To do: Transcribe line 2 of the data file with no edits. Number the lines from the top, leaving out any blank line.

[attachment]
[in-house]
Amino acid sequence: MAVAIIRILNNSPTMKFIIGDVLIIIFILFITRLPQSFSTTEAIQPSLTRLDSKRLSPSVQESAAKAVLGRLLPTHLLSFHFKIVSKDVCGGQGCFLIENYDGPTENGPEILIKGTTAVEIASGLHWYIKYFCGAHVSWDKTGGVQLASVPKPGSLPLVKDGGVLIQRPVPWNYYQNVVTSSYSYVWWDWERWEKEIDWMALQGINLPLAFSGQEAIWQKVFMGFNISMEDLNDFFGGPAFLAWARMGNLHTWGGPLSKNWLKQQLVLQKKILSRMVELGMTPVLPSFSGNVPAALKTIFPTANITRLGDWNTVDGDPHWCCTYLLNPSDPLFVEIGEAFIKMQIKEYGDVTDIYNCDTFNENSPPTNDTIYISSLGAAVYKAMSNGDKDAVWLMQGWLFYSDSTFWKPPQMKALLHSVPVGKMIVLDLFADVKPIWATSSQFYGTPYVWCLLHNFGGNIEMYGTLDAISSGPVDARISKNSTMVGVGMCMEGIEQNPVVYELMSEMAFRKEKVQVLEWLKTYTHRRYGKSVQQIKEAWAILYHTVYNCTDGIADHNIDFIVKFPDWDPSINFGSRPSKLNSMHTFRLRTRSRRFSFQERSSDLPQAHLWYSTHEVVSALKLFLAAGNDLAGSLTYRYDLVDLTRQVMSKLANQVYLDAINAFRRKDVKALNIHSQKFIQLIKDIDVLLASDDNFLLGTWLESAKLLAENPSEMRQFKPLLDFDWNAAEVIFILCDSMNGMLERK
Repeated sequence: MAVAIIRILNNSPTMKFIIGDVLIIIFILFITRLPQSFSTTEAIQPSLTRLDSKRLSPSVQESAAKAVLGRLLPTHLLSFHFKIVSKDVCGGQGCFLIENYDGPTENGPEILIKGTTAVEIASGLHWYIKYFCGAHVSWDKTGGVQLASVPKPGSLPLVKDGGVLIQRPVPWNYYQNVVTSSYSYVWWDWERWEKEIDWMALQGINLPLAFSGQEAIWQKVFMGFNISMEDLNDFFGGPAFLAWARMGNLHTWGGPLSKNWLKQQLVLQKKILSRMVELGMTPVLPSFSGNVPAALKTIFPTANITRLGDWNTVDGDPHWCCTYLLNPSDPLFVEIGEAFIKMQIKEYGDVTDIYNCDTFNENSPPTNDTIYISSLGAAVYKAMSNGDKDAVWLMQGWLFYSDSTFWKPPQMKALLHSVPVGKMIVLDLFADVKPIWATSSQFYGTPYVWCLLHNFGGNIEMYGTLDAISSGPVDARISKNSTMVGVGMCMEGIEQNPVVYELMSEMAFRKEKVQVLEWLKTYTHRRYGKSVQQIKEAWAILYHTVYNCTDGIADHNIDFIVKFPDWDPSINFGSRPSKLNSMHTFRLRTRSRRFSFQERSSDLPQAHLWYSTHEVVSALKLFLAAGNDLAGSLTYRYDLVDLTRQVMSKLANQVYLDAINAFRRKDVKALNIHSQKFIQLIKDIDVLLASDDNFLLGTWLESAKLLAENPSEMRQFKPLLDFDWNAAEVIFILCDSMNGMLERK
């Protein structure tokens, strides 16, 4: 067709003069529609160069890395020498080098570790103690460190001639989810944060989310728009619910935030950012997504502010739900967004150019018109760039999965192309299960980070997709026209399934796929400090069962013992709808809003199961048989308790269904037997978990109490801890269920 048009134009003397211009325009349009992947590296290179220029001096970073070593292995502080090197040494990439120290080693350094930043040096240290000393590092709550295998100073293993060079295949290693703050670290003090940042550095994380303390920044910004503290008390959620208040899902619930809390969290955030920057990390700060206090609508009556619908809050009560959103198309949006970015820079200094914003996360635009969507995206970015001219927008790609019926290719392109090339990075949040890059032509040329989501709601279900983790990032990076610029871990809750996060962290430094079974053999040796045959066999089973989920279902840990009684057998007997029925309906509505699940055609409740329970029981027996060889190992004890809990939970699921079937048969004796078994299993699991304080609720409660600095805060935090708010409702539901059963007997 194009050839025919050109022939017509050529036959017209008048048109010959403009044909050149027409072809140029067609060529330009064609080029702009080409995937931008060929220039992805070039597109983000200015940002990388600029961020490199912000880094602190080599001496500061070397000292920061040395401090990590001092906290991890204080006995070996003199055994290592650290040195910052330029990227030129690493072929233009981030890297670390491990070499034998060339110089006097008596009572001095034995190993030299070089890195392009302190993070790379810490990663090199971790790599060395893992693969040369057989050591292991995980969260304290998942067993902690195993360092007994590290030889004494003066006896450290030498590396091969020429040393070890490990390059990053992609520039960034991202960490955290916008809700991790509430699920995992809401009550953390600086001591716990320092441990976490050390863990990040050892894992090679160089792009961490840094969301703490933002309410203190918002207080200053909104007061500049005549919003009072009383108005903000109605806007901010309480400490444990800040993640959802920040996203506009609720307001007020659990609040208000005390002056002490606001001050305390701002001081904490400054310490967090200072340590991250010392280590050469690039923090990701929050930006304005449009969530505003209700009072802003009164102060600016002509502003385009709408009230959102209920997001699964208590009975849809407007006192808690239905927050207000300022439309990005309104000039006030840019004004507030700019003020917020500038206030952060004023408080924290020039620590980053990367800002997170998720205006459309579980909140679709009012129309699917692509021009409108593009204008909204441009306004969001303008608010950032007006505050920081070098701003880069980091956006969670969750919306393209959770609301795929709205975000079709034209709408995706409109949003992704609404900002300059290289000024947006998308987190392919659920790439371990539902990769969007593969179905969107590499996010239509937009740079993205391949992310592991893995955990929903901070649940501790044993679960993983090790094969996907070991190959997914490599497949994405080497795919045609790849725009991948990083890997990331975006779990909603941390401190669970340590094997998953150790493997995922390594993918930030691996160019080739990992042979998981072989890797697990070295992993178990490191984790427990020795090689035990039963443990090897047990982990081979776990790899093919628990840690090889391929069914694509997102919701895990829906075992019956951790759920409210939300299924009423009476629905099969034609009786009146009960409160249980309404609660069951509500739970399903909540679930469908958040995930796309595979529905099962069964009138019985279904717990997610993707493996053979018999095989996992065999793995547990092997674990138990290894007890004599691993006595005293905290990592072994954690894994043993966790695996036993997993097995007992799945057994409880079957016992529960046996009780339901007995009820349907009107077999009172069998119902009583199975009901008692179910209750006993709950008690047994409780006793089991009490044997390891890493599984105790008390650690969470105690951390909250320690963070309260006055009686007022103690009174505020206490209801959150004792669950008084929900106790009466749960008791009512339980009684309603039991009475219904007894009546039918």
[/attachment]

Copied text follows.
Amino acid sequence: MAVAIIRILNNSPTMKFIIGDVLIIIFILFITRLPQSFSTTEAIQPSLTRLDSKRLSPSVQESAAKAVLGRLLPTHLLSFHFKIVSKDVCGGQGCFLIENYDGPTENGPEILIKGTTAVEIASGLHWYIKYFCGAHVSWDKTGGVQLASVPKPGSLPLVKDGGVLIQRPVPWNYYQNVVTSSYSYVWWDWERWEKEIDWMALQGINLPLAFSGQEAIWQKVFMGFNISMEDLNDFFGGPAFLAWARMGNLHTWGGPLSKNWLKQQLVLQKKILSRMVELGMTPVLPSFSGNVPAALKTIFPTANITRLGDWNTVDGDPHWCCTYLLNPSDPLFVEIGEAFIKMQIKEYGDVTDIYNCDTFNENSPPTNDTIYISSLGAAVYKAMSNGDKDAVWLMQGWLFYSDSTFWKPPQMKALLHSVPVGKMIVLDLFADVKPIWATSSQFYGTPYVWCLLHNFGGNIEMYGTLDAISSGPVDARISKNSTMVGVGMCMEGIEQNPVVYELMSEMAFRKEKVQVLEWLKTYTHRRYGKSVQQIKEAWAILYHTVYNCTDGIADHNIDFIVKFPDWDPSINFGSRPSKLNSMHTFRLRTRSRRFSFQERSSDLPQAHLWYSTHEVVSALKLFLAAGNDLAGSLTYRYDLVDLTRQVMSKLANQVYLDAINAFRRKDVKALNIHSQKFIQLIKDIDVLLASDDNFLLGTWLESAKLLAENPSEMRQFKPLLDFDWNAAEVIFILCDSMNGMLERK